At 5 a.m. on April 5th, Mark Stucky drove to an airstrip in Mojave, California, and gazed at SpaceShipTwo, a sixty-foot-long craft that is owned by Virgin Galactic, a part of the Virgin Group. Painted white and bathed in floodlight, it resembled a sleek fighter plane, but its mission was to ferry thousands of tourists to and from space.
Stucky had piloted SpaceShipTwo on two dozen previous test flights, including three of the four times that it had fired its rocket booster, which was necessary to propel it into space. On October 31, 2014, he watched the fourth such flight from mission control; it crashed in the desert, killing his best friend. On this morning, Stucky would be piloting the fifth rocket-powered flight, on a new iteration of the spaceship. A successful test would restore the program’s lustre.
Stucky walked into Virgin Galactic’s large beige hangar. He is fifty-nine and has a loose-legged stroll, tousled salt-and-pepper hair, and sunken, suntanned cheeks. In other settings, he could pass for a retired beachcomber. He wears the smirk of someone who feels certain that he’s having more fun than you are.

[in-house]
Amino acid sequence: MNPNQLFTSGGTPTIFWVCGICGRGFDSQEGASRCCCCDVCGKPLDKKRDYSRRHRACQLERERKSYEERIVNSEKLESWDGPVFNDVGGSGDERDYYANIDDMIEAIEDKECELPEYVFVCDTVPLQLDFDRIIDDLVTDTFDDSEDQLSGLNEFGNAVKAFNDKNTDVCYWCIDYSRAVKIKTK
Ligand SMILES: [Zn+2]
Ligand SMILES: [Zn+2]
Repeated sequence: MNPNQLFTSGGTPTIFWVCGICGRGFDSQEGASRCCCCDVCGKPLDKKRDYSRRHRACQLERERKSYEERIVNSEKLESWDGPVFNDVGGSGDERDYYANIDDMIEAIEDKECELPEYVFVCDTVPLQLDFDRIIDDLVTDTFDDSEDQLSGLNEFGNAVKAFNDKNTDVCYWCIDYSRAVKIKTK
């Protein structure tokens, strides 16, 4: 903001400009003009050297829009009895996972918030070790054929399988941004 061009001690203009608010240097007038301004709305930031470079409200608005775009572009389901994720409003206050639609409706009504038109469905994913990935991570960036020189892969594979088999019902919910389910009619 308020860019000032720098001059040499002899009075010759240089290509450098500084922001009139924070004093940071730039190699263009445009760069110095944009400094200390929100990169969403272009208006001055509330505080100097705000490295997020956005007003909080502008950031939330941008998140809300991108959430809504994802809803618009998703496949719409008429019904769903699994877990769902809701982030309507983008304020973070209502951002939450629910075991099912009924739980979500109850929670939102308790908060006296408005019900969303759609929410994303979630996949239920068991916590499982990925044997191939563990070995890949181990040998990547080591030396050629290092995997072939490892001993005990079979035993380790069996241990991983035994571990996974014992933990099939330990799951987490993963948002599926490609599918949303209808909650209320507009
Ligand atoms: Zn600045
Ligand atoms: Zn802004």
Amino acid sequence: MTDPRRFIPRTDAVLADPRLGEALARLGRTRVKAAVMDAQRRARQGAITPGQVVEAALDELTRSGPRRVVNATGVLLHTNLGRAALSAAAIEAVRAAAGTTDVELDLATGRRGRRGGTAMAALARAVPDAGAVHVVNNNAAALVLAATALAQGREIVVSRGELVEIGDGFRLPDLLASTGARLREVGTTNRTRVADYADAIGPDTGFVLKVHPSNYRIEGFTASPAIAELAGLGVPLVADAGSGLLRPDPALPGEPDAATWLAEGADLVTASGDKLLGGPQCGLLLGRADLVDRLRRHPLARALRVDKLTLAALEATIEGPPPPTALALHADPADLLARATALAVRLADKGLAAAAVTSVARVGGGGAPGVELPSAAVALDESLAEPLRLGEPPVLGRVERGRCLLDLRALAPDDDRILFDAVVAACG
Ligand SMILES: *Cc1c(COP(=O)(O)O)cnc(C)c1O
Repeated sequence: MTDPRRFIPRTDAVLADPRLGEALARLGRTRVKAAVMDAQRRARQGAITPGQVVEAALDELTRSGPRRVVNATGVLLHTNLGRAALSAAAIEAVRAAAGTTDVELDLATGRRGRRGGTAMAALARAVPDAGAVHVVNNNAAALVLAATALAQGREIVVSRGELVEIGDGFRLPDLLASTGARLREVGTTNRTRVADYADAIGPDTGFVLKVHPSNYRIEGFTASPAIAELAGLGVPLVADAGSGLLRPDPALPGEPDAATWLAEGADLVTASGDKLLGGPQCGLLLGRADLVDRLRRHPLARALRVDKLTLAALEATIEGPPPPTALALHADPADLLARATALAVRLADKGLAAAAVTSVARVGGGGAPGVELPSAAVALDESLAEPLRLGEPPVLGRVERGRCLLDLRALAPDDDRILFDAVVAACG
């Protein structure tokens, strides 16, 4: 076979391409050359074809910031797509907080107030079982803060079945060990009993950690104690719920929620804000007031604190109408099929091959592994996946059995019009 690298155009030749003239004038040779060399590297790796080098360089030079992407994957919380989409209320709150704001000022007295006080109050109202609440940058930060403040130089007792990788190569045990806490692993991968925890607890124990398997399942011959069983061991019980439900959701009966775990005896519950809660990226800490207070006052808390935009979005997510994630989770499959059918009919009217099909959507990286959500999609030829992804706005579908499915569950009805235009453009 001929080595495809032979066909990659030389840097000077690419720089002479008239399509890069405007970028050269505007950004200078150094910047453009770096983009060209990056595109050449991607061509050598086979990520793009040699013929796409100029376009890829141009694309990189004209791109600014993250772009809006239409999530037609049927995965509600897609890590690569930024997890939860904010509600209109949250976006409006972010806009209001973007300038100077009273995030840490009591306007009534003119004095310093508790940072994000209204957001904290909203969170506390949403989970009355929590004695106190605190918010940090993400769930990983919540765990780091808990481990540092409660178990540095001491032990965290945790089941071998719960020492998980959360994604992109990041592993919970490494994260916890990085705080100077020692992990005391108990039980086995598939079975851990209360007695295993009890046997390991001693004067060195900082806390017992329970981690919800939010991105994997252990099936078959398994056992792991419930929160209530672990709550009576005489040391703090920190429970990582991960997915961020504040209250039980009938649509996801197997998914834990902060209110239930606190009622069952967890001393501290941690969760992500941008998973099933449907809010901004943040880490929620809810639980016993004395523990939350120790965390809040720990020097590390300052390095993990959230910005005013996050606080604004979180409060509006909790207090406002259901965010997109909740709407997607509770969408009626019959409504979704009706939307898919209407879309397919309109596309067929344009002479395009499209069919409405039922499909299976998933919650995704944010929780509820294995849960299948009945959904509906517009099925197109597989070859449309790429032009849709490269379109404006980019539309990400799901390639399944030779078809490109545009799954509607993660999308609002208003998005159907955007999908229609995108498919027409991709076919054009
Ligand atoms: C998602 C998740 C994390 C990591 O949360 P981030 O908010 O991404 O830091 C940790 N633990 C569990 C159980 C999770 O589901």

Inside the hangar, he and his co-pilot, a Scotsman named Dave Mackay, spent thirty minutes in a flight simulator that approximated the current weather and wind conditions. Afterward, Stucky announced to colleagues that he and Mackay felt “pretty comfortable.” If all went according to plan, they would strap themselves into SpaceShipTwo—which was attached like a marsupial to the belly of a mother ship, WhiteKnightTwo—and take off from the runway, like an ordinary plane. At an altitude of forty-five thousand feet, WhiteKnightTwo would release SpaceShipTwo as if it were a bomb. Then, on Stucky’s command, Mackay would ignite SpaceShipTwo’s rocket. It would burn for thirty seconds, bringing them to a speed of more than eleven hundred miles an hour—nearly twice the speed of sound—and sending them to roughly ninety thousand feet, higher than Stucky had ever flown. (Passenger jets cruise at about thirty-five thousand feet.) If the flight landed successfully, and Virgin Galactic then completed a few more supersonic tests, the company could soon start offering spaceflights to the six hundred customers who have already paid a quarter of a million dollars for the thrill.
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(Photograph: Dan Winters/The New Yorker)